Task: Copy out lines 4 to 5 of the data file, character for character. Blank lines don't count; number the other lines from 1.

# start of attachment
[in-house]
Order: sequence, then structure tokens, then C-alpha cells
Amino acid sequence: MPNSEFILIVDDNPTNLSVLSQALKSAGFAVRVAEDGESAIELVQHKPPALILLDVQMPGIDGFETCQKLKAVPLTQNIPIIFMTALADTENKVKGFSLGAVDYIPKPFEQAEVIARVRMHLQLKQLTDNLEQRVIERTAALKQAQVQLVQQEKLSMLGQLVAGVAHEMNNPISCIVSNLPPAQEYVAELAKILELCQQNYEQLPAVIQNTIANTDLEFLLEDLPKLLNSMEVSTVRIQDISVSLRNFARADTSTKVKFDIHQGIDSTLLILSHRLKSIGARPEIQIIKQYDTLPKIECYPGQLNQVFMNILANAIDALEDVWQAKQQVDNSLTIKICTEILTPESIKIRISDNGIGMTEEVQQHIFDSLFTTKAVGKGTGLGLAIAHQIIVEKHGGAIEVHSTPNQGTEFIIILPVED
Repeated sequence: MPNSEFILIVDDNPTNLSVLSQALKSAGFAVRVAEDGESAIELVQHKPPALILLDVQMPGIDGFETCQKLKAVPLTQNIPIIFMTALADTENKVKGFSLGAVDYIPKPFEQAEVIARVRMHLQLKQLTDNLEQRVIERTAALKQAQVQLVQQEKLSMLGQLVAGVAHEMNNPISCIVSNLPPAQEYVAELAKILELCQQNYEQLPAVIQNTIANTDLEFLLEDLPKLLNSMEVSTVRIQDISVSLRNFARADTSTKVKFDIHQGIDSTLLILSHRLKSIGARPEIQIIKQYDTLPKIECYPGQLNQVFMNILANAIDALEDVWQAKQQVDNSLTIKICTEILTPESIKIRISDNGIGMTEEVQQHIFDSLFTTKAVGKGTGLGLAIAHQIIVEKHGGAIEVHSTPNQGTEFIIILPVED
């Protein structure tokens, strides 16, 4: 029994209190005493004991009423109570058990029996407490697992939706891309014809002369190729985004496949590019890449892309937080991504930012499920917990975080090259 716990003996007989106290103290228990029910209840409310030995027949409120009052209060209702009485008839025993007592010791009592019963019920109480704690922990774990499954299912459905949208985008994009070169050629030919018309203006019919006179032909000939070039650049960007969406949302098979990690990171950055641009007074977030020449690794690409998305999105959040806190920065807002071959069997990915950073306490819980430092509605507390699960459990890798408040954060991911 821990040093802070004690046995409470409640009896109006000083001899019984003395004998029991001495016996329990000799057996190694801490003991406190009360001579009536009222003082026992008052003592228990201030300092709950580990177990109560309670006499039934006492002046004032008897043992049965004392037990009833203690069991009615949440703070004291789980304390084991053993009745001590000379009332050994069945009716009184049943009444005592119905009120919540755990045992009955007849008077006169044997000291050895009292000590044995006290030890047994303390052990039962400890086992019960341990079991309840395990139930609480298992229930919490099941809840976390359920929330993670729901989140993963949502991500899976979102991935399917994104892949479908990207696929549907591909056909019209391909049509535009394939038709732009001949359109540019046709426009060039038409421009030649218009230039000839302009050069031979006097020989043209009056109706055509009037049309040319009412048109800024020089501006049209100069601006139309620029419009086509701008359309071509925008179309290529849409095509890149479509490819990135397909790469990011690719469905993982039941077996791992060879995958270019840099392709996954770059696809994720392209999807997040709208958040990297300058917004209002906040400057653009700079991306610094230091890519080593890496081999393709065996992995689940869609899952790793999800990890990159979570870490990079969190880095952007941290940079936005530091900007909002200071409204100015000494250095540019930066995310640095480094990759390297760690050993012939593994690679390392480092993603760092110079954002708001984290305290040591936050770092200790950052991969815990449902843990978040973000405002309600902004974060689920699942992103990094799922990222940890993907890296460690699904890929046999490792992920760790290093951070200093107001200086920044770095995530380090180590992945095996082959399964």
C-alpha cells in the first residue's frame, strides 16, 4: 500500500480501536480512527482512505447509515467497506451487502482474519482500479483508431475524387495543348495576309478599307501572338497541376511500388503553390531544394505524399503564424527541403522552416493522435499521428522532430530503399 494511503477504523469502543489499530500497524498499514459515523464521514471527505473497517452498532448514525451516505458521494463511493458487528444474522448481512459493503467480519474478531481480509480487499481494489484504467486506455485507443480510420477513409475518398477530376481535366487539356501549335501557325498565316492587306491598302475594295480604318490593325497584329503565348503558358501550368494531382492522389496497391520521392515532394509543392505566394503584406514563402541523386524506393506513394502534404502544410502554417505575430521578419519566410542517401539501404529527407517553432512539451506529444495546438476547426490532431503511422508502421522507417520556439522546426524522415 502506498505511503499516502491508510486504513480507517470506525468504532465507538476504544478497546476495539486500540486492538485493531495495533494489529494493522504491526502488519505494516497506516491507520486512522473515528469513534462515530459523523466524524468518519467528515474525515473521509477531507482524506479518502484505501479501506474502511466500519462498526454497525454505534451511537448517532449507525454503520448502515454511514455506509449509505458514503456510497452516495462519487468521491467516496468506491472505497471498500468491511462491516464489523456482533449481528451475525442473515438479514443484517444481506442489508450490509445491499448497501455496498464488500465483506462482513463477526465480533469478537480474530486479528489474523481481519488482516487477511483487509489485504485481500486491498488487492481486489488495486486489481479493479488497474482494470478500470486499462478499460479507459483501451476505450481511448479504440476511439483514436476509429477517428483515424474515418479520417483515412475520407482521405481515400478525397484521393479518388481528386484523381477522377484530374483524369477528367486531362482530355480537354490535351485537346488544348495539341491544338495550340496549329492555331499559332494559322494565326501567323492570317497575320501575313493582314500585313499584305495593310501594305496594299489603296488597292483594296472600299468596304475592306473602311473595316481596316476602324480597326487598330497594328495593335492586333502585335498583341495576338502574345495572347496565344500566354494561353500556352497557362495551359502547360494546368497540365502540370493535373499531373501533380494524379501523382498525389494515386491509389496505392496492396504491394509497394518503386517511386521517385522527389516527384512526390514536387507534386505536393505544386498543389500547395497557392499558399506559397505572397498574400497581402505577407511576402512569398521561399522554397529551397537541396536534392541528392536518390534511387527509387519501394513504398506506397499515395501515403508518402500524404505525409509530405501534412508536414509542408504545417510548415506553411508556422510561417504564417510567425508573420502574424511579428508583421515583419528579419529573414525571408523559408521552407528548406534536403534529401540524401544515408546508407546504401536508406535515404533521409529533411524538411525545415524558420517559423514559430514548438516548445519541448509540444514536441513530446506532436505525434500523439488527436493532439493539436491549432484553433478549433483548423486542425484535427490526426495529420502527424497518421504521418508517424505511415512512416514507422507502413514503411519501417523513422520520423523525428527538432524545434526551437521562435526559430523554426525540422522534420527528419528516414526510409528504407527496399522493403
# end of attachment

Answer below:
Repeated sequence: MPNSEFILIVDDNPTNLSVLSQALKSAGFAVRVAEDGESAIELVQHKPPALILLDVQMPGIDGFETCQKLKAVPLTQNIPIIFMTALADTENKVKGFSLGAVDYIPKPFEQAEVIARVRMHLQLKQLTDNLEQRVIERTAALKQAQVQLVQQEKLSMLGQLVAGVAHEMNNPISCIVSNLPPAQEYVAELAKILELCQQNYEQLPAVIQNTIANTDLEFLLEDLPKLLNSMEVSTVRIQDISVSLRNFARADTSTKVKFDIHQGIDSTLLILSHRLKSIGARPEIQIIKQYDTLPKIECYPGQLNQVFMNILANAIDALEDVWQAKQQVDNSLTIKICTEILTPESIKIRISDNGIGMTEEVQQHIFDSLFTTKAVGKGTGLGLAIAHQIIVEKHGGAIEVHSTPNQGTEFIIILPVED
């Protein structure tokens, strides 16, 4: 029994209190005493004991009423109570058990029996407490697992939706891309014809002369190729985004496949590019890449892309937080991504930012499920917990975080090259 716990003996007989106290103290228990029910209840409310030995027949409120009052209060209702009485008839025993007592010791009592019963019920109480704690922990774990499954299912459905949208985008994009070169050629030919018309203006019919006179032909000939070039650049960007969406949302098979990690990171950055641009007074977030020449690794690409998305999105959040806190920065807002071959069997990915950073306490819980430092509605507390699960459990890798408040954060991911 821990040093802070004690046995409470409640009896109006000083001899019984003395004998029991001495016996329990000799057996190694801490003991406190009360001579009536009222003082026992008052003592228990201030300092709950580990177990109560309670006499039934006492002046004032008897043992049965004392037990009833203690069991009615949440703070004291789980304390084991053993009745001590000379009332050994069945009716009184049943009444005592119905009120919540755990045992009955007849008077006169044997000291050895009292000590044995006290030890047994303390052990039962400890086992019960341990079991309840395990139930609480298992229930919490099941809840976390359920929330993670729901989140993963949502991500899976979102991935399917994104892949479908990207696929549907591909056909019209391909049509535009394939038709732009001949359109540019046709426009060039038409421009030649218009230039000839302009050069031979006097020989043209009056109706055509009037049309040319009412048109800024020089501006049209100069601006139309620029419009086509701008359309071509925008179309290529849409095509890149479509490819990135397909790469990011690719469905993982039941077996791992060879995958270019840099392709996954770059696809994720392209999807997040709208958040990297300058917004209002906040400057653009700079991306610094230091890519080593890496081999393709065996992995689940869609899952790793999800990890990159979570870490990079969190880095952007941290940079936005530091900007909002200071409204100015000494250095540019930066995310640095480094990759390297760690050993012939593994690679390392480092993603760092110079954002708001984290305290040591936050770092200790950052991969815990449902843990978040973000405002309600902004974060689920699942992103990094799922990222940890993907890296460690699904890929046999490792992920760790290093951070200093107001200086920044770095995530380090180590992945095996082959399964």